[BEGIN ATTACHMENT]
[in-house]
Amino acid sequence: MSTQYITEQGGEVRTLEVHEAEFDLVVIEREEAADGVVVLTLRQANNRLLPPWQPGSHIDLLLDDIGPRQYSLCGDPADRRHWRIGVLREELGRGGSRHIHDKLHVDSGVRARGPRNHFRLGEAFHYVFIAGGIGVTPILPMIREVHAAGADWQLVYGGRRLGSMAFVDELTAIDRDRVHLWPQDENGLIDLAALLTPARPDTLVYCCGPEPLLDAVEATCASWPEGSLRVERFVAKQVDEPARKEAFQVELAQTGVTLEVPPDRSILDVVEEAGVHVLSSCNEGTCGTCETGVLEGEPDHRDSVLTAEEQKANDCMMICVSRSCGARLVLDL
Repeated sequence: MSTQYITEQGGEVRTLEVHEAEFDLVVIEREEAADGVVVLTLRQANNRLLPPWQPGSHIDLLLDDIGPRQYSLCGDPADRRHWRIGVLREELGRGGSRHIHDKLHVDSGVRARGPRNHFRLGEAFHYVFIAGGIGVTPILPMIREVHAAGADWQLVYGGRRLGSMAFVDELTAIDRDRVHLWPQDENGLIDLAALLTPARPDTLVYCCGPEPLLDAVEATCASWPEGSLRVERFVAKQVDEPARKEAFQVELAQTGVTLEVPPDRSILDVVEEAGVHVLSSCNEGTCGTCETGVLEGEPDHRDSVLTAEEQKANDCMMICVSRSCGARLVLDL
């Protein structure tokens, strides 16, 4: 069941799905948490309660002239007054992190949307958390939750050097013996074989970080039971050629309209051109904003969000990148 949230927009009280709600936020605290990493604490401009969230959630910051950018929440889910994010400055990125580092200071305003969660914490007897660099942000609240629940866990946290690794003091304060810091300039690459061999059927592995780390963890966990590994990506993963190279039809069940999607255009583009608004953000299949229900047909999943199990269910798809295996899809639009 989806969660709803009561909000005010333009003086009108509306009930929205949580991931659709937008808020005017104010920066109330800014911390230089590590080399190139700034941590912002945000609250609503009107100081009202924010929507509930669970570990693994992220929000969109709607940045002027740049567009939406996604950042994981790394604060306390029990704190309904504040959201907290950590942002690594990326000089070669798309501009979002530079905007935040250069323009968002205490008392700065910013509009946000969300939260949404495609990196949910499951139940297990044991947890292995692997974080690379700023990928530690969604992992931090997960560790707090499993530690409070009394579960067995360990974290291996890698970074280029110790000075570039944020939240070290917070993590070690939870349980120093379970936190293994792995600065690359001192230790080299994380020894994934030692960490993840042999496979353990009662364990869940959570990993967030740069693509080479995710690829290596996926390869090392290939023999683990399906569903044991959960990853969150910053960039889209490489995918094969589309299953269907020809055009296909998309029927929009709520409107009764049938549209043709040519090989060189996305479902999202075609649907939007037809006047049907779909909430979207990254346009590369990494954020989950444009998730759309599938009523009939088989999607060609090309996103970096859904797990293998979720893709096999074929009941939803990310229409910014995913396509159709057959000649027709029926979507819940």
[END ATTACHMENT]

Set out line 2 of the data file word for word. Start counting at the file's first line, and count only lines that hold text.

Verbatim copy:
Amino acid sequence: MSTQYITEQGGEVRTLEVHEAEFDLVVIEREEAADGVVVLTLRQANNRLLPPWQPGSHIDLLLDDIGPRQYSLCGDPADRRHWRIGVLREELGRGGSRHIHDKLHVDSGVRARGPRNHFRLGEAFHYVFIAGGIGVTPILPMIREVHAAGADWQLVYGGRRLGSMAFVDELTAIDRDRVHLWPQDENGLIDLAALLTPARPDTLVYCCGPEPLLDAVEATCASWPEGSLRVERFVAKQVDEPARKEAFQVELAQTGVTLEVPPDRSILDVVEEAGVHVLSSCNEGTCGTCETGVLEGEPDHRDSVLTAEEQKANDCMMICVSRSCGARLVLDL